Minority Groups’ Uninsured Rate Has Plunged in Recent Years, Reports Find

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Uninsured rates among Black, Hispanic, Asian and Native Americans plummeted between 2010 and 2022, according to reports released Friday by the Health and Human Services Department, as more patients gained health coverage from the Affordable Care Act’s marketplaces, Medicaid and employer plans.

The uninsured rate among Black Americans dropped to just under 11 percent from roughly 21 percent, while the rate among Hispanic Americans dropped even more, to 18 percent from almost 33 percent. Among Asian Americans, the rate fell to just over 6 percent from nearly 17 percent, and among Native Americans to roughly 20 percent from more than 32 percent.

Neera Tanden, the White House domestic policy adviser, said the reports were some of the first comprehensive data on marketplace insurance rates broken down by race and ethnicity. “It’s something we’ve wanted to understand,” she said.

The drops cut significantly into gaps between ethnic groups. The uninsured rate among Black Americans, for example, was almost eight percentage points higher than for white Americans in 2010, and was only four percentage points higher in 2022.

The data points to the broad effects of the Affordable Care Act, the landmark law President Barack Obama signed in 2010 that created new state and federal insurance marketplaces and expanded Medicaid to millions of adults. National uninsured rates have continued to drop in recent years, hitting a record low in early 2023.

Ms. Tanden attributed the more recent coverage increases in part to federal subsidies that were expanded as part of a pandemic relief package in 2021, helping Americans purchase marketplace plans with lower premiums. The subsidies were later extended through 2025.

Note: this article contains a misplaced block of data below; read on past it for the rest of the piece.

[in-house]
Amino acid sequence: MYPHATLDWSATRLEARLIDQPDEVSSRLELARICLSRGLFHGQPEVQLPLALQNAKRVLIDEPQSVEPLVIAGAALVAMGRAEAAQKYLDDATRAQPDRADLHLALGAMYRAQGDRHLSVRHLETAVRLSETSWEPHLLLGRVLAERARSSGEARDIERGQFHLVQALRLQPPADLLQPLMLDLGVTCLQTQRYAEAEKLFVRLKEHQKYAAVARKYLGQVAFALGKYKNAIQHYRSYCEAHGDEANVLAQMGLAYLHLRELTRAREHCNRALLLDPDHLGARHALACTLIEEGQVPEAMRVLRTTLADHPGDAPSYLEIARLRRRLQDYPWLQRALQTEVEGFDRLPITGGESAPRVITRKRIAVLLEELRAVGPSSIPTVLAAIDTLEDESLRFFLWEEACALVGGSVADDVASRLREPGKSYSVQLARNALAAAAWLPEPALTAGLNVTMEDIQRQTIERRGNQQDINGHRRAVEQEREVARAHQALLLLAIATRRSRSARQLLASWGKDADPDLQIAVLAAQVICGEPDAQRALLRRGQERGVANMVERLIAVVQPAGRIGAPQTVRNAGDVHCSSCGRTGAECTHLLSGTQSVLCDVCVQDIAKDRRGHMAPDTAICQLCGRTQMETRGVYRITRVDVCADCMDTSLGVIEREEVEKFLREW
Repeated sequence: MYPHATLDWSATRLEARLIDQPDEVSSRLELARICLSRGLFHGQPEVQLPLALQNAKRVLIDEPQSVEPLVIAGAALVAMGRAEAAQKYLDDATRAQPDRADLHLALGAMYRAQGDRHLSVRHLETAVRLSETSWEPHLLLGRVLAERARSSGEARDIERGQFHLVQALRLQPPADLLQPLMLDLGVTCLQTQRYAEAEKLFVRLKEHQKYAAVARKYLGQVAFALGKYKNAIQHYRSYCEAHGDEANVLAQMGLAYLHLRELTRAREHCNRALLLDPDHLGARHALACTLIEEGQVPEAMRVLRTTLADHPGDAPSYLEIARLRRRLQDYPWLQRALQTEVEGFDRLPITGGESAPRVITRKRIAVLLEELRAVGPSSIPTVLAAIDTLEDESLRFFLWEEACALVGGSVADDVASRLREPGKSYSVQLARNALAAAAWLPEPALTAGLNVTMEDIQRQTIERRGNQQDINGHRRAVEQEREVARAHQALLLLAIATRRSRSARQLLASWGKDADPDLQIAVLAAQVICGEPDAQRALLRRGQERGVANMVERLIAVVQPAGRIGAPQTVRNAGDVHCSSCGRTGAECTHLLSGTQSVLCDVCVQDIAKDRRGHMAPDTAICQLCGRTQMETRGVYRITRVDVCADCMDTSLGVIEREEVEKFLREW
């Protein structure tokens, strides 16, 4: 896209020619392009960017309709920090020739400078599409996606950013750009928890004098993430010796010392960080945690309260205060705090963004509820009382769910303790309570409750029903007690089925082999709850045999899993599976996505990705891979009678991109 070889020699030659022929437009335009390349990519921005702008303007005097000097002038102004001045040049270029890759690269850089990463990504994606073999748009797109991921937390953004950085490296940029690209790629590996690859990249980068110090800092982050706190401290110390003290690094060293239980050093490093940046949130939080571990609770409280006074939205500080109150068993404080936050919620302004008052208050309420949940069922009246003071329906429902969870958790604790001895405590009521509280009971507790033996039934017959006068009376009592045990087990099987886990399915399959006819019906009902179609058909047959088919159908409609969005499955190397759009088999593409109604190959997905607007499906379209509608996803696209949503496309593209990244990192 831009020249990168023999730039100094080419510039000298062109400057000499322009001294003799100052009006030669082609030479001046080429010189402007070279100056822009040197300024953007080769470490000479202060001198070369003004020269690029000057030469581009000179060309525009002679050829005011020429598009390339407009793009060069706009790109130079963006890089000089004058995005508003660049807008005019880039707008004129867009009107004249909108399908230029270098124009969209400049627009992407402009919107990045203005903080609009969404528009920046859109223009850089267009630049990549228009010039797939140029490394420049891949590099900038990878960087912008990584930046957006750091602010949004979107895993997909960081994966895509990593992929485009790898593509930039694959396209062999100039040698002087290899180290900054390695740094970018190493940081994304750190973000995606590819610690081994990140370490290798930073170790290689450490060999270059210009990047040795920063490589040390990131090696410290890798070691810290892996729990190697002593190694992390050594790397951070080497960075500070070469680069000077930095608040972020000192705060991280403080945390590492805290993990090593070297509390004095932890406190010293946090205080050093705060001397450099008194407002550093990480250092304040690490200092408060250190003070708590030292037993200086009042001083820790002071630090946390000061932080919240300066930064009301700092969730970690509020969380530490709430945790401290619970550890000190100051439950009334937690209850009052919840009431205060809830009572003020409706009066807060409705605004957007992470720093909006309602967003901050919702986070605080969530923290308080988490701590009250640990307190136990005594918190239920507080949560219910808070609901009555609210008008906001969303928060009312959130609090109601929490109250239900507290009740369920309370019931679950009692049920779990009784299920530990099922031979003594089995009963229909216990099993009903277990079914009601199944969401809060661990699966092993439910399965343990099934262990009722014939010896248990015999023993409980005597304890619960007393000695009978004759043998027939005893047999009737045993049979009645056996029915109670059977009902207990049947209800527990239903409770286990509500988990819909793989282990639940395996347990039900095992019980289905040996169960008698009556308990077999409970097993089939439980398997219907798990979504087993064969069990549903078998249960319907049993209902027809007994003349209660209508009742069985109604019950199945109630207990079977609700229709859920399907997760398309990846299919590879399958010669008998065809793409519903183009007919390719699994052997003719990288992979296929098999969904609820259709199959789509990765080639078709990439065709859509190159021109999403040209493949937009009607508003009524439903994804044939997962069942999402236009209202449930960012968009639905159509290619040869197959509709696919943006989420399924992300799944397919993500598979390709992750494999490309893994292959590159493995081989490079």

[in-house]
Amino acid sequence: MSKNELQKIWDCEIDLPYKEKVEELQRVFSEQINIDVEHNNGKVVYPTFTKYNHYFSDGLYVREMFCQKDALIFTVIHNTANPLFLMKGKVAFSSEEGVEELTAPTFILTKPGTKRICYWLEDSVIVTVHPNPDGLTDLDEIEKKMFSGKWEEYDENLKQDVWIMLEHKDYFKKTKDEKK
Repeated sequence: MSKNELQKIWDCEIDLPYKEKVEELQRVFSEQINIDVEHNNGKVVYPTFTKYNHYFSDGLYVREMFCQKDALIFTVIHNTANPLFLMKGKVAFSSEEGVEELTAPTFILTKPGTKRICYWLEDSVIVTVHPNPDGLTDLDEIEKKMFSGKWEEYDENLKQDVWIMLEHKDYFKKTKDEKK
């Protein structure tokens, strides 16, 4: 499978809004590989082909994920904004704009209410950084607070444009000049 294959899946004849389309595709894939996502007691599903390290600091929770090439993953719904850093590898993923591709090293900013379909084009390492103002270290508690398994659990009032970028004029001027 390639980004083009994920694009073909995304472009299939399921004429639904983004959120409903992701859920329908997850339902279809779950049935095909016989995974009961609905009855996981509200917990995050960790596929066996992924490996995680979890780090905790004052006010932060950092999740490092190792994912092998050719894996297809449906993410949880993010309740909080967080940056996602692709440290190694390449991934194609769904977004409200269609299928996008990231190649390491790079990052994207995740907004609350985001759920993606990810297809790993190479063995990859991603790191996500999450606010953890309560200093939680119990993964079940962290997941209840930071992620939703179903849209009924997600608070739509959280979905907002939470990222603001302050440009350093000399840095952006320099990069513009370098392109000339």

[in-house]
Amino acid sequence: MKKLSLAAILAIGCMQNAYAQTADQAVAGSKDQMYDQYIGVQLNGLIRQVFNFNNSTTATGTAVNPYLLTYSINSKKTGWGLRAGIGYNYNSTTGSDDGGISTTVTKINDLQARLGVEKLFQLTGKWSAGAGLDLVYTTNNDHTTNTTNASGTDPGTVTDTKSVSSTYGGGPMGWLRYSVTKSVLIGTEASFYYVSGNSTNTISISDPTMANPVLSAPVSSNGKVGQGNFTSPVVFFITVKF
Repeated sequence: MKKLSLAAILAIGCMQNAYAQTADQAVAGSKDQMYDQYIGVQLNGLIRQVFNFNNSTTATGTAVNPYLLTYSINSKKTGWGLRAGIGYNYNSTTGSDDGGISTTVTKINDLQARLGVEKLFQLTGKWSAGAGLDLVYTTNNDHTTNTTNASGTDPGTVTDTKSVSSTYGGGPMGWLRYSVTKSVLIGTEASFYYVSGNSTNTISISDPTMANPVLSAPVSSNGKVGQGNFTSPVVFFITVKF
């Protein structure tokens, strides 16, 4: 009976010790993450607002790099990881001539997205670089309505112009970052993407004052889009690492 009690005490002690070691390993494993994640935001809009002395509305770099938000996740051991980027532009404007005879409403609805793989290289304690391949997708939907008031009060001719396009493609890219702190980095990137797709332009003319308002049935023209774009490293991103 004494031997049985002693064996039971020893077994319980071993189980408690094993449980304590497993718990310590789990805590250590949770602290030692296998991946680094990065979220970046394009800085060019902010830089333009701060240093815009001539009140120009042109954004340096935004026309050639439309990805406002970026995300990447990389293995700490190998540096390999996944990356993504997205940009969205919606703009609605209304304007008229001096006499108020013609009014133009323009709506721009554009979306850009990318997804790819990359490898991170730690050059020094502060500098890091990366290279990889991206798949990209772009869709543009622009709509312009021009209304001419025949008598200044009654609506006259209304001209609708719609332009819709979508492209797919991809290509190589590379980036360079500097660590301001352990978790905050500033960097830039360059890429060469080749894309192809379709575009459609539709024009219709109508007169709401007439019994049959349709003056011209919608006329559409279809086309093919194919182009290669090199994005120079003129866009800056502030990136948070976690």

Marketplace enrollment roughly doubled for Black and Hispanic Americans between 2020 and 2023, according to federal data released with the reports. The Biden administration also highlighted record enrollment in marketplace coverage in 2024, including an estimated five million Hispanic Americans, two million Black Americans, 2.5 million Asian Americans and 200,000 Native Americans.

Many of those who stayed insured in recent years were lower-income Americans in Medicaid, who benefited from a provision in a 2020 pandemic relief package that required states to keep people in the program without regular eligibility checks. That policy lapsed in April 2023.

Conservative critics of the subsidies have said their price tag — $64 billion for a three-year extension, according to the Congressional Budget Office — is exorbitant for the quality of plans on the marketplaces, which can include deductibles and co-pays that can be expensive for middle-class Americans.

President Biden has highlighted the enhanced subsidies as one aspect of his health policy agenda that could come under attack were former President Donald J. Trump to win the White House in November. Mr. Trump or a Republican-controlled Congress could allow the expansion of the subsidies to expire, which would cause premiums to rise.

The Centers for Medicare and Medicaid Services also announced that it would award $500 million over five years for more insurance “navigators,” workers who help enroll Americans in marketplace plans. Funding for those groups dipped during the Trump administration.

The $100 million doled out in the program for the first year would be the largest single-year investment in the program so far, federal officials said.



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